CONSTRUCTING NARRATIVES. THE CITY AS THE SITE OF MULTIPLE REPRESENTATIONS
Cities provide the stage for diverse and rich narratives. Usually, these narratives are deeply rooted in the mythology or history of a place and belong to the collective memory. However, in some cases, a particular or subjective point of view begets a narrative that sharply sections through the urban environment and displays its features in a concentrated, unique and provocative form. Independently from the chosen medium of representation – text, video, photo or audio –these other narratives enhance and articulate specific qualities of the contemporary city. Amplified by their inhabitants and visitors, the alternative stories produce seductive cultural geographies and descriptions, not always based on a strictly realistic account. They simultaneously reveal and construct the city as the site of multiple representations, and are subjected to become, eventually, part of the collective memory.
Contemporary architectural discourse has been occasionally fostered by urban narratives. Seminal manifestos like Learning from Las Vegas or Delirious New York show how certain local narratives triggered by universal concerns are conceived to be exported, manipulated, tested, and implemented in many different contexts. Inspired by Jeffrey Kipnis’ assertion that the architectural narrative only makes sense if it generates a productive fiction, the course aims to examine how certain narratives elaborated during the postmodern period transformed the perception and consequently the understanding of the city. Furthermore, the proposed approach suggests that what we usually consider ‘reality’ is, in the end, another constructed fiction.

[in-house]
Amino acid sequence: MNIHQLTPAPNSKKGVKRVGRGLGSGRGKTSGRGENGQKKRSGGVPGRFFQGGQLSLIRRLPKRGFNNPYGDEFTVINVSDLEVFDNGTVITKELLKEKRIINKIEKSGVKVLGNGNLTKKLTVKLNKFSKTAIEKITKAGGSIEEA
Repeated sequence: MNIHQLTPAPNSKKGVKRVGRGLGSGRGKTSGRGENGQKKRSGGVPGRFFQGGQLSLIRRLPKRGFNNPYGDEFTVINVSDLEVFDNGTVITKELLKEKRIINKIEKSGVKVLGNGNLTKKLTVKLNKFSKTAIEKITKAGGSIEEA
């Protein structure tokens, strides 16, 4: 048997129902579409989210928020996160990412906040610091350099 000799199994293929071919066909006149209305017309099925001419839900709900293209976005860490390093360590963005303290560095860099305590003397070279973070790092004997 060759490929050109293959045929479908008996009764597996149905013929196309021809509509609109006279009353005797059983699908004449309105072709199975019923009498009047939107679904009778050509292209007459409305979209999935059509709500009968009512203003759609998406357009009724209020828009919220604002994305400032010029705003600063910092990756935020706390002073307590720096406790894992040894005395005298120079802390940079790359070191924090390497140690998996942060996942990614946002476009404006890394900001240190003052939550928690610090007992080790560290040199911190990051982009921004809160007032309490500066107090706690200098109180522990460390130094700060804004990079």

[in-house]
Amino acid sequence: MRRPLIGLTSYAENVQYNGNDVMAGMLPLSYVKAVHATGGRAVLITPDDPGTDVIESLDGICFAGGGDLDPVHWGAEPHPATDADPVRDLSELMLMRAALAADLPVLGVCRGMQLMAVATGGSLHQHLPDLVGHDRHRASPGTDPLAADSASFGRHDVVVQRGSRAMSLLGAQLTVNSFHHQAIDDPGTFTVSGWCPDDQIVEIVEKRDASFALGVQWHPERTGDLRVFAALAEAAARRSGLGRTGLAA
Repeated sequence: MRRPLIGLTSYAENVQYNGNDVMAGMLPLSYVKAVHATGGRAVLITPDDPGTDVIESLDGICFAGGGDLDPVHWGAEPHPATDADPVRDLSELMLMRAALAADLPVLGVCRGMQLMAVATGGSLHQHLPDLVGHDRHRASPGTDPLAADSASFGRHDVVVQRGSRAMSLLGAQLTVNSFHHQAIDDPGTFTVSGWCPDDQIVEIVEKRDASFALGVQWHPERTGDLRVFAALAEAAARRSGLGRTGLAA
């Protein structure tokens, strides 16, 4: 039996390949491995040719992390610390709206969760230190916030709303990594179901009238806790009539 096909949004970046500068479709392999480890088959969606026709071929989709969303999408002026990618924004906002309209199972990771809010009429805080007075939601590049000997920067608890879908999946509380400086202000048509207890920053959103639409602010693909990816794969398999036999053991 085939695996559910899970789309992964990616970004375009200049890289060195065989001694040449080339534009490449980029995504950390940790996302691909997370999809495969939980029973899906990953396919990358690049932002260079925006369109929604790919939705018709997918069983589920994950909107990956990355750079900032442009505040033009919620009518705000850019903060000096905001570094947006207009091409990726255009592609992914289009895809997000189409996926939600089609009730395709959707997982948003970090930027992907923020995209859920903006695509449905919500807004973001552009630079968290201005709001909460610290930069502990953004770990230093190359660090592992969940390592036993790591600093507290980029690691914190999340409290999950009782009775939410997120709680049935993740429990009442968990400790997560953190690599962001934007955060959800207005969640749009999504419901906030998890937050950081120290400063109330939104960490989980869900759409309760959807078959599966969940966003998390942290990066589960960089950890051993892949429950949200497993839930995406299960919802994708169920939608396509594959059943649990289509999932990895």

To achieve that goal, a twofold methodology is applied. First, the students are introduced to selected representations of the city produced by different textual and visual narrations. Second, they are asked to reinterpret a familiar urban setting according to the main attributes of the analysed narratives. The outcome of the process is presented in a postcard format with a photo of the chosen site, manipulated, on one side, and an axonometric drawing and a descriptive text of its fictional counterpart on the other side. The collection of fictional urban scenarios is displayed on postcard stands.